A new module for performing tail-call elimination

Antoon Pardon antoon.pardon at rece.vub.ac.be
Thu Jul 16 12:41:06 CEST 2015


On 07/16/2015 10:07 AM, Steven D'Aprano wrote:
> On Wednesday 15 July 2015 19:29, Antoon Pardon wrote:
>
>> Suppose I start with the following:
>>
>> def even(n):
>>     True if n == 0 else odd(n - 1)
>>
>> def odd(n):
>>     False if n == 0 else even(n - 1)
> Well, both of those always return None, so can be optimized to:
>
> even = odd = lambda x: None
>
> :-)
>
> Fixing the obvious mistake (failing to return anything) leads to the next 
> mistake. When all you have is a hammer, everything looks like a nail.
>
> def even(n):
>     return n%2 == 0
>
> def odd(n):
>     return n%2 != 0
>
>
> are faster, easier to understand, and don't turn into an infinite loop if 
> you pass a negative integer.

Nice of you to illustrate how being pedantic about something, can
make a response useless with regard to the intended original question.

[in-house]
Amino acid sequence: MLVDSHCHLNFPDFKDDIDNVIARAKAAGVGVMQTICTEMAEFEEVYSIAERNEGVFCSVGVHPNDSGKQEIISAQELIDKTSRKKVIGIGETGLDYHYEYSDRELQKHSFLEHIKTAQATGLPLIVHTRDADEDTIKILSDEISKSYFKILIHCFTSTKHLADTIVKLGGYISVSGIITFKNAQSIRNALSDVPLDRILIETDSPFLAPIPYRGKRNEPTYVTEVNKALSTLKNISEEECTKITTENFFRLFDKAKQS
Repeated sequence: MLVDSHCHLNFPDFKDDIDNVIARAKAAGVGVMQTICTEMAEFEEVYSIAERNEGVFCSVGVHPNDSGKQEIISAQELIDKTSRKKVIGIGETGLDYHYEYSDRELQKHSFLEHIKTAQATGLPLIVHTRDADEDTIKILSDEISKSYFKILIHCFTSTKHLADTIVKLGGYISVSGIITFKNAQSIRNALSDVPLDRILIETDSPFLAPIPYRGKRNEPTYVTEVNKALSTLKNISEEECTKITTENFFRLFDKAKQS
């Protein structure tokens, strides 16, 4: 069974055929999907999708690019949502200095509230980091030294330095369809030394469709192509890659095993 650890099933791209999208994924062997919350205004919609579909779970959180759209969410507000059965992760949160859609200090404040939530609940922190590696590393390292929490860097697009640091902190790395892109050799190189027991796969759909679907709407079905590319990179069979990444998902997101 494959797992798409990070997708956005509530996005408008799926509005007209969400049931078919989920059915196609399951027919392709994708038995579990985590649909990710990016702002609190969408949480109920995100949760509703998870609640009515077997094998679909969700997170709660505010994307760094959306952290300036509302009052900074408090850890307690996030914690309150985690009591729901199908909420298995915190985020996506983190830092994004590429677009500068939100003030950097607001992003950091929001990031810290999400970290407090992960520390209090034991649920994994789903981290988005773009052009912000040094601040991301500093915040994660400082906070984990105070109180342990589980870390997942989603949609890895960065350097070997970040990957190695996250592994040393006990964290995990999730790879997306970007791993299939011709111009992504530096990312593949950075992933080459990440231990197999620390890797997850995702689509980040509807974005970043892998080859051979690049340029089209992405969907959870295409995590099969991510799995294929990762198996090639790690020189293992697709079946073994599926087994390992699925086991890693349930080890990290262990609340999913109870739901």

Sure your implementation for solving this particular problem is better
if the purpose is to actually solve this problem. But it is useless as
an illustration for the question I'm asking, which was about how to
use a particular module.

> The point is, people keep insisting that there are a vast number of 
> algorithms which are best expressed using recursion and which require TCO to 
> be practical, and yet when asked for examples they either can't give any 
> examples at all, or they give examples that are not well-suited to 
> recursion. Or, at best, examples which are equally good when written either 
> using recursion or iteration.

So what did you expect? That I should give a real world example here with
lots of details that would only detract from the information I'm looking
for, just so that your curiosity would be satisfied?

I'm not here to satisfy your or anyone else's curiosity. Certainly not
when that curiosity often enough is just a pretext for donning the
role of judge or arbiter and where any simplification that was done
to make the example better understandable is siezed upon as a reason
to dismiss it, because one looks at it litterally, like you do above,
and is unable or unwilling to understand the spirit of the example.

-- 
Antoon Pardon



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